Choosing a Quality Daycare
This comes as no surprise: Great daycare for your toddler or preschooler can be hard to find. That's why it pays to do a little research well before you actually need it. Experts recommend that you visit your daycare center options and spend some time at each to help you form opinions.
The three most prevalent types of childcare are daycare centers, family-based daycare, and co-op daycare facilities. Some daycare centers offer care for infants through 2-year-olds, others combine daycare and preschool, offering extended care for parents who work outside the home full-time. If cost is a consideration, co-ops are often less expensive but require more parent involvement.
Keep in mind, some daycare centers may require that your child be potty trained before enrolling in their program.
What Constitutes a High-Quality Daycare Center?
- It should be clean and sanitary. This means food preparation areas and diaper-changing or restroom areas are sanitary and, ideally, far apart from each other.
- Classrooms should be appropriately childproofed, and they should display disaster/emergency plans and procedures.
- Centers should have clear, consistent rules regarding sick children staying home. Ideally, centers should have an isolation room for children who develop fevers during the workday.
- Toys and equipment should be kept clean and in good repair.
Regardless of the child's age, the center should provide stimulating and developmentally appropriate activities for him to participate in throughout the day. Preschoolers should be exposed to preliteracy and numeracy activities to prepare them for kindergarten.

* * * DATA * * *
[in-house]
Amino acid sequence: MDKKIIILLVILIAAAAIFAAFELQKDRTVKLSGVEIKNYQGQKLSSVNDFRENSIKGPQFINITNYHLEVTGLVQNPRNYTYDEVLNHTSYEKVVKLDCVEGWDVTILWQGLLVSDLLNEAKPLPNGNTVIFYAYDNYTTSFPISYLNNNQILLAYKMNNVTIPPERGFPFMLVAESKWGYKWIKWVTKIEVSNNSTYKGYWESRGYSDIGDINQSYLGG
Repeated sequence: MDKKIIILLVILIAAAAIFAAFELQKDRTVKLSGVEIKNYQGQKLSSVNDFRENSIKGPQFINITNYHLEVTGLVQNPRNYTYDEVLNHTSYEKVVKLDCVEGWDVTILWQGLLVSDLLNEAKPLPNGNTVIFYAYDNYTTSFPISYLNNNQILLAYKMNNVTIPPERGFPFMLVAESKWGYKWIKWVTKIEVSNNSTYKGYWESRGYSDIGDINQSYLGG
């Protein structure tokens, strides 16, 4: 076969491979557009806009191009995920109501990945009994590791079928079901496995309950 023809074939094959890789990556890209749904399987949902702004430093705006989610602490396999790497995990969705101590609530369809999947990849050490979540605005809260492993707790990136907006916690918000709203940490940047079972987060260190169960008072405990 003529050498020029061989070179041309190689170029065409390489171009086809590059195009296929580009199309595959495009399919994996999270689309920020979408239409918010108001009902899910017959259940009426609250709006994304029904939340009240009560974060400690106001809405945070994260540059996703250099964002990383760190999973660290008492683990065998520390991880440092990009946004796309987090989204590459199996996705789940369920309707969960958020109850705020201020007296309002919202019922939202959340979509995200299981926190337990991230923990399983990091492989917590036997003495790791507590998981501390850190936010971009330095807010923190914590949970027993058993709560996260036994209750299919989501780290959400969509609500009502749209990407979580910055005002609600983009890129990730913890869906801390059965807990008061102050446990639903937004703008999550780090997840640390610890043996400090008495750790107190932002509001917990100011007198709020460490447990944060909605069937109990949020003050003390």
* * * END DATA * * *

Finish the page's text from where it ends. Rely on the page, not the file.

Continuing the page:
Beyond basic health and safety concerns, a quality daycare center will have an appropriate staff-to-child ratio. Most states -- and some national organizations -- have a recommended or required ratio for a center to receive a license. This depends on the age of the children. For example:
- The infant ratio recommended by the American Academy of Pediatrics is one adult to three infants.
- For toddlers aged 2, the National Association for the Education of Young Children (NAEYC) recommends a ratio of one adult to four children.
Find out what your state requires and then look for that ratio when visiting a center.
Most states require that day care centers be licensed and that they meet minimum state standards in areas of health and safety. National accreditation is optional -- through organizations like NAEYC -- but many parents like this extra layer of oversight.